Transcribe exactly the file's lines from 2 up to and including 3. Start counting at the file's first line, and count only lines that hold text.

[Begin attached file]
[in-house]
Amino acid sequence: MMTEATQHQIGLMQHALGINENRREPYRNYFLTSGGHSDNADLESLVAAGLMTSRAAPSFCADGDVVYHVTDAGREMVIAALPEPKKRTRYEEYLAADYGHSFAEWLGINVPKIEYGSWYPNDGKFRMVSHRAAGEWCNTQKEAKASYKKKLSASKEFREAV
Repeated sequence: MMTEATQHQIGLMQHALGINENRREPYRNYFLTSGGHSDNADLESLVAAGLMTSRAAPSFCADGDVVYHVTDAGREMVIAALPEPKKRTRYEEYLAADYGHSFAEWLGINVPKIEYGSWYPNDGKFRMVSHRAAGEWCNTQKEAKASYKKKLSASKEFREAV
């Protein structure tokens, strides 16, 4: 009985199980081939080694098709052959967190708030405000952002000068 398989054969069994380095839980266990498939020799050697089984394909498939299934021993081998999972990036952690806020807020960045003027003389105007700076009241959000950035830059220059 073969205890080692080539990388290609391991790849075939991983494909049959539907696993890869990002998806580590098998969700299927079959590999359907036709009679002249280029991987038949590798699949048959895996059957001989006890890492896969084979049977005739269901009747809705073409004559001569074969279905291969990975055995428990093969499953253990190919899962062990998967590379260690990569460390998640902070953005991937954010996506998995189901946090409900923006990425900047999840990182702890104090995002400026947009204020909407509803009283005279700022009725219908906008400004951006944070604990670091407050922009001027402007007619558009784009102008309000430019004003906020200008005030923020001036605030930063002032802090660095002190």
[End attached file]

Amino acid sequence: MMTEATQHQIGLMQHALGINENRREPYRNYFLTSGGHSDNADLESLVAAGLMTSRAAPSFCADGDVVYHVTDAGREMVIAALPEPKKRTRYEEYLAADYGHSFAEWLGINVPKIEYGSWYPNDGKFRMVSHRAAGEWCNTQKEAKASYKKKLSASKEFREAV
Repeated sequence: MMTEATQHQIGLMQHALGINENRREPYRNYFLTSGGHSDNADLESLVAAGLMTSRAAPSFCADGDVVYHVTDAGREMVIAALPEPKKRTRYEEYLAADYGHSFAEWLGINVPKIEYGSWYPNDGKFRMVSHRAAGEWCNTQKEAKASYKKKLSASKEFREAV